- Oops!Something went wrong.Please try again later.
- First Lady of the United States
After her predecessor’s terrifying vision, the first lady’s minimal display strikes a polite and safe tone
You’ve heard the faint murmur of All I Want for Christmas Is You, you’ve seen people swapping their pumpkin spice lattes for Starbucks Eggnogs and Jill Biden has unveiled the White House’s Christmas decor. Yes, Christmas is officially here.
She’s following seasonal protocol: since 1889 the White House has been marking the beginning of the season with an interiors makeover. JFK and Jackie’s version gave Lana Del Rey and other fans of classic Americana inspiration for life, Lady Bird Johnson went “peace and love” in 1967 putting a wreath of flowers on hers, the Reagans gave it full 80s glam by allowing Mr T to co-star in the photo-op as Santa (JR from Dallas did the honours the following year) and Hillary Clinton memorably threw everything at her tree in classic overachiever style.
But never has the phrase “DECK THE HALLS!” sounded so threatening as when Melania Trump become chief of staff of interior Christmas decorating. Blood trees (Twitter never forgets), ivory white sticks that resembled witches fingers and enough Christmas lights that suggested a special cut-price deal with the power grid. The overall mise en scène Trump was emoting seemed to be The Handmaid’s Tale meets the launch of my premium brand of Glaceau smartwater in Elsa from Frozen’s ice castle.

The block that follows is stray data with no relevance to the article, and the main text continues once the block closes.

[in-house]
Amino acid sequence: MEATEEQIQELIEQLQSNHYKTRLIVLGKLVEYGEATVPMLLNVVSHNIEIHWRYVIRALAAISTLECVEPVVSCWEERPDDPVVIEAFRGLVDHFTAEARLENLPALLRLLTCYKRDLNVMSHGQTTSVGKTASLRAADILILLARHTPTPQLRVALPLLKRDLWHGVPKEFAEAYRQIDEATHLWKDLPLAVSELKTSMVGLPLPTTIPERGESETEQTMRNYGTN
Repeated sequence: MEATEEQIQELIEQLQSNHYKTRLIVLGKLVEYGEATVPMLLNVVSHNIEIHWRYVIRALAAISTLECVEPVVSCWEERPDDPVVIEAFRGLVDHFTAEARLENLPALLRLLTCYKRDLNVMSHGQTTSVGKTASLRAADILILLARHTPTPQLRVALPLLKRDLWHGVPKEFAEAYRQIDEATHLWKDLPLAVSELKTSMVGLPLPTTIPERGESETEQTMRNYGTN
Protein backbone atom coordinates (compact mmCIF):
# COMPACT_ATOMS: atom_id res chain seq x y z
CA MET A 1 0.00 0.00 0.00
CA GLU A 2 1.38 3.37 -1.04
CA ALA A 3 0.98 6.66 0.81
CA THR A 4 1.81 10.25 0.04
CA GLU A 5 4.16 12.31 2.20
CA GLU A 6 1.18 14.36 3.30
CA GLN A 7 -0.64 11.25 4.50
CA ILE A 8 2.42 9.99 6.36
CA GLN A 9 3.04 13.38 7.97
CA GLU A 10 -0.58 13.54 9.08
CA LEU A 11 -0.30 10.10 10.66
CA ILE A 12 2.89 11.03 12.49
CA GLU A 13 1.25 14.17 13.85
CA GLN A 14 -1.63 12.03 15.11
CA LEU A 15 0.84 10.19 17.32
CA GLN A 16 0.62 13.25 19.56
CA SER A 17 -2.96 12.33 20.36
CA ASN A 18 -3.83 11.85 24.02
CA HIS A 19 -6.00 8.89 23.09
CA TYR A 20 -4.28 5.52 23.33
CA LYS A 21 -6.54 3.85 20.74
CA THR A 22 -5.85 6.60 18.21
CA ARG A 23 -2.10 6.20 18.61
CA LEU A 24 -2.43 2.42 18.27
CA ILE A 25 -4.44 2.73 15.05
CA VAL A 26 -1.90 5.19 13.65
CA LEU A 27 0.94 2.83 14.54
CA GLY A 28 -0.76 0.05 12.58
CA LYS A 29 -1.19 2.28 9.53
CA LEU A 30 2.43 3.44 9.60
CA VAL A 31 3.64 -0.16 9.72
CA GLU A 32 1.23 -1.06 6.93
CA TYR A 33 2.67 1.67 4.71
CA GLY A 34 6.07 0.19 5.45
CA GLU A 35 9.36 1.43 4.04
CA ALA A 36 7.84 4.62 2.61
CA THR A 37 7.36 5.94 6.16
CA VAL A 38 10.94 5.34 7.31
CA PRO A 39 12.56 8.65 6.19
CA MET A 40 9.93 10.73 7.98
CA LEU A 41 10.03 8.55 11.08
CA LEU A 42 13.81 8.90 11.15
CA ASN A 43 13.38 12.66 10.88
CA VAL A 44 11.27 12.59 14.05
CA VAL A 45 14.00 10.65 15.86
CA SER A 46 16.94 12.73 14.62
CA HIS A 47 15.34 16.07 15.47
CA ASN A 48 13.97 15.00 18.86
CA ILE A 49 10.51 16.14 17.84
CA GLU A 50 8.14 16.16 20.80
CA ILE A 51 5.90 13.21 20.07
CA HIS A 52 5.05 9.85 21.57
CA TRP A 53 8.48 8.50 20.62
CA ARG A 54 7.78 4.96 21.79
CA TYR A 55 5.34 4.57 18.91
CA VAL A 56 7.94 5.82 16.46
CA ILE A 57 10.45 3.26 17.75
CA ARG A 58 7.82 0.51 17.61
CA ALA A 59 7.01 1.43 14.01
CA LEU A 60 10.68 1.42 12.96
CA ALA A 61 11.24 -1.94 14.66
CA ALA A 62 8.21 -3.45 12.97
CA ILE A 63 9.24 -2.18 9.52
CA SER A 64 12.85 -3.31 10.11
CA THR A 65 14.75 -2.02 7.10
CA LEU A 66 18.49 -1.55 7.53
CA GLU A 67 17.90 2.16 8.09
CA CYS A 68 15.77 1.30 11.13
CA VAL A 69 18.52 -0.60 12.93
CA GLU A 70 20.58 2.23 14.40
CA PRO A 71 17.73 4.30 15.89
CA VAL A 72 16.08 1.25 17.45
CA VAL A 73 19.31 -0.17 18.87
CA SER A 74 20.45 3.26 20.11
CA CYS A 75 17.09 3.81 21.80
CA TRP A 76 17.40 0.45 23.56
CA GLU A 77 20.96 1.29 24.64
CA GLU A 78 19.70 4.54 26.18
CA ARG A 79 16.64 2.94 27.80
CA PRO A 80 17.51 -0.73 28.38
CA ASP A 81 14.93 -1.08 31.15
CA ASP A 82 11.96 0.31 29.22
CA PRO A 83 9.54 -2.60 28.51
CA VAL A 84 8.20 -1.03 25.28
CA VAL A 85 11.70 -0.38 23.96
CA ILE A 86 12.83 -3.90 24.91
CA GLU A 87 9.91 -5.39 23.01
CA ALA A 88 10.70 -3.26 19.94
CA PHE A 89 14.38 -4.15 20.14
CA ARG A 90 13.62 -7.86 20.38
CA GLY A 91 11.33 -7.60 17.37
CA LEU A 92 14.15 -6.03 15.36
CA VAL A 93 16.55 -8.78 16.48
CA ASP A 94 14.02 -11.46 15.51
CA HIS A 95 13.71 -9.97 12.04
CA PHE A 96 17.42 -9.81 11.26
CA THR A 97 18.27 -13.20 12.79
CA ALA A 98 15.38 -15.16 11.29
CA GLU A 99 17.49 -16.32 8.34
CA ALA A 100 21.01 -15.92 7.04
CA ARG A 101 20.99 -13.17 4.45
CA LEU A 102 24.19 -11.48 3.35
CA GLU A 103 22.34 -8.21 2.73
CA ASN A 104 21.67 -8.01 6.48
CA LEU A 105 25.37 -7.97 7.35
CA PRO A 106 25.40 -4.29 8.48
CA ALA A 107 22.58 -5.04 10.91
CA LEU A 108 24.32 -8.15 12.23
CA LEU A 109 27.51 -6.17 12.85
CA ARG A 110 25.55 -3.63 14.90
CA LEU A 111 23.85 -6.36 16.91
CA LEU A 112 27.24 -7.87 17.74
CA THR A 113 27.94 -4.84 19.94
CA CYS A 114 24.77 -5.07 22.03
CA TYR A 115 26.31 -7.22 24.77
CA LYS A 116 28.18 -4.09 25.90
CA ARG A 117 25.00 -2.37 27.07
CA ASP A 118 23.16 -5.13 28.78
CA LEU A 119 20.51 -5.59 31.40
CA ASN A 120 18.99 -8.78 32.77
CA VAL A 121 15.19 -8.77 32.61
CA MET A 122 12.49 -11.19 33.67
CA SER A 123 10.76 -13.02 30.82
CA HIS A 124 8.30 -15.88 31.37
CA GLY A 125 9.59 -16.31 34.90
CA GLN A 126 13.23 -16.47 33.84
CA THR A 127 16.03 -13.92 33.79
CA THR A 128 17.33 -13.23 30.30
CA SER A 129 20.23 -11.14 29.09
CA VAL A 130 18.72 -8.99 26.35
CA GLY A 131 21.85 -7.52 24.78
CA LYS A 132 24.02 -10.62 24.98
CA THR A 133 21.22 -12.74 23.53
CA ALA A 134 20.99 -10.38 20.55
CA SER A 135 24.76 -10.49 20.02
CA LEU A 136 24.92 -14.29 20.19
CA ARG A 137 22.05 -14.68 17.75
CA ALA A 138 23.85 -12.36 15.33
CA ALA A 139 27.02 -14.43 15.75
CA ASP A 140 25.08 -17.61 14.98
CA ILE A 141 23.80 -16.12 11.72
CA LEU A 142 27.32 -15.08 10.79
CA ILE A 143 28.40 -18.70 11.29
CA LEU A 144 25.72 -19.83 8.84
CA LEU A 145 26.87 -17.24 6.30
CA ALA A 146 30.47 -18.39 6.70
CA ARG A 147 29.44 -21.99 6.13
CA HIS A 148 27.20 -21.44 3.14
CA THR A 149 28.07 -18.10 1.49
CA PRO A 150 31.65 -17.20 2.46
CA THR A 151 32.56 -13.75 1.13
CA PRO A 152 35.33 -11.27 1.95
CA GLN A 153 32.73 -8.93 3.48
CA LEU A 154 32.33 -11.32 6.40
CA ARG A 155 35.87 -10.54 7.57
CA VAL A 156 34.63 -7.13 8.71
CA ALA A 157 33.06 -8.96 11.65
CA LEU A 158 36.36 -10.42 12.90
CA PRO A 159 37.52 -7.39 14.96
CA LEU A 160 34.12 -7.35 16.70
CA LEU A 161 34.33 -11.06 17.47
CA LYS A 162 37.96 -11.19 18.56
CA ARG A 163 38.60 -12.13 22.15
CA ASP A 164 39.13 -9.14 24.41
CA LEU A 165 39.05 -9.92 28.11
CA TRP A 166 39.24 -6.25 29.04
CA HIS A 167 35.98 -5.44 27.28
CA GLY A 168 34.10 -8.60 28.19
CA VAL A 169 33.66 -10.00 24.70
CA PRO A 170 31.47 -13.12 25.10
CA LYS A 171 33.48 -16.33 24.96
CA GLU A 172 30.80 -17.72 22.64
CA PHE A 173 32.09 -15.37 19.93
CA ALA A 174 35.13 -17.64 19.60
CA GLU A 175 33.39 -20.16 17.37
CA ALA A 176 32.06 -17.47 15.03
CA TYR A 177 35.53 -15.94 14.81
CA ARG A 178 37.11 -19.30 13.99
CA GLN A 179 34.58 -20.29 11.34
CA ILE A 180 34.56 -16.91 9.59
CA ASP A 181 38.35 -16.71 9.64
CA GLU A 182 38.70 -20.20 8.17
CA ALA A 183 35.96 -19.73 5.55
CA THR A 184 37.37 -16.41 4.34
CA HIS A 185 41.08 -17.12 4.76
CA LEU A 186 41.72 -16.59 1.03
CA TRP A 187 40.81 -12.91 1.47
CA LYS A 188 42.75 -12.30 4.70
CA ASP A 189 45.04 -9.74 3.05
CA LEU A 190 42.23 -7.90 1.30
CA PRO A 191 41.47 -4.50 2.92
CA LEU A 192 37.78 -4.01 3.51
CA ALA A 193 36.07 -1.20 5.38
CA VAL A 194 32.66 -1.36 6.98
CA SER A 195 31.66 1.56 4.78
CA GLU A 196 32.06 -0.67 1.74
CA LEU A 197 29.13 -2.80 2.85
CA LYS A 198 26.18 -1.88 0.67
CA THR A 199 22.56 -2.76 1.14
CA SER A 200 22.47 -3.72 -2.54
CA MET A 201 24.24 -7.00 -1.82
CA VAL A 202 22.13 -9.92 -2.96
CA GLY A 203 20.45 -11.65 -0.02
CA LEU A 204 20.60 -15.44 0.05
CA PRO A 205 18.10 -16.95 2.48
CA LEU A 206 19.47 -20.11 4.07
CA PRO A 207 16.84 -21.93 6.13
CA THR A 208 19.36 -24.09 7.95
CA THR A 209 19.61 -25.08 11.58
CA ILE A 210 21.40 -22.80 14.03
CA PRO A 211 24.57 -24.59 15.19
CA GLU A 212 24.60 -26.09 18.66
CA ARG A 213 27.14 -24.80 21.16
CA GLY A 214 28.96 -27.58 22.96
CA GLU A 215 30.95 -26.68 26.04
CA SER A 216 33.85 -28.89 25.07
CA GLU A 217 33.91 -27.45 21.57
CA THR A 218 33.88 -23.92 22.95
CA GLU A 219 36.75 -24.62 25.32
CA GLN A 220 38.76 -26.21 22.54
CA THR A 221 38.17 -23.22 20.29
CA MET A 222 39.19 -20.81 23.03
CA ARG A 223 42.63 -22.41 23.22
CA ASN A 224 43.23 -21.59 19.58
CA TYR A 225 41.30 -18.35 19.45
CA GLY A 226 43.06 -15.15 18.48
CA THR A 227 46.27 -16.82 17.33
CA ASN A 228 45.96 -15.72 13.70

Jill Biden has gone minimal by comparison. The theme is “Gifts from the Heart”. And if that sounds like the name of a Celine Dion Sings the Seasonal Classics-type affair, well, you’d be right. Dr Biden was inspired by the people she’d met while her husband was campaigning, according to Associated Press. There’s a gingerbread White House diorama, candy cane-like stockings sized apparently to fit a baby elephant’s foot and The Tree. Well, The Tree is bursting with life, with white tinsel wrapped around to look like white doves of peace. It’s polite. It’s safe. And after four years of hell, it’s just a relief.
Still, there’s certainly a wave of nausea when one looks at the gold-plated leaves adoring the tree in the light of the unemployment numbers and The Great Resignation.
The big takeaway question we have, though, is: with all the supply chain issues, what’s exactly in those big red boxes?
With Omicron likely to become the Grinch that stole Christmas (again), maybe these pictures should be seen as normal-time placeholders. With your normally scheduled Christmas set to recommence some time in 2025. Now, let’s all suspend our collective beliefs and stare at those huge stockings again.
For a full look at Jill Biden’s Christmas decorations, click here.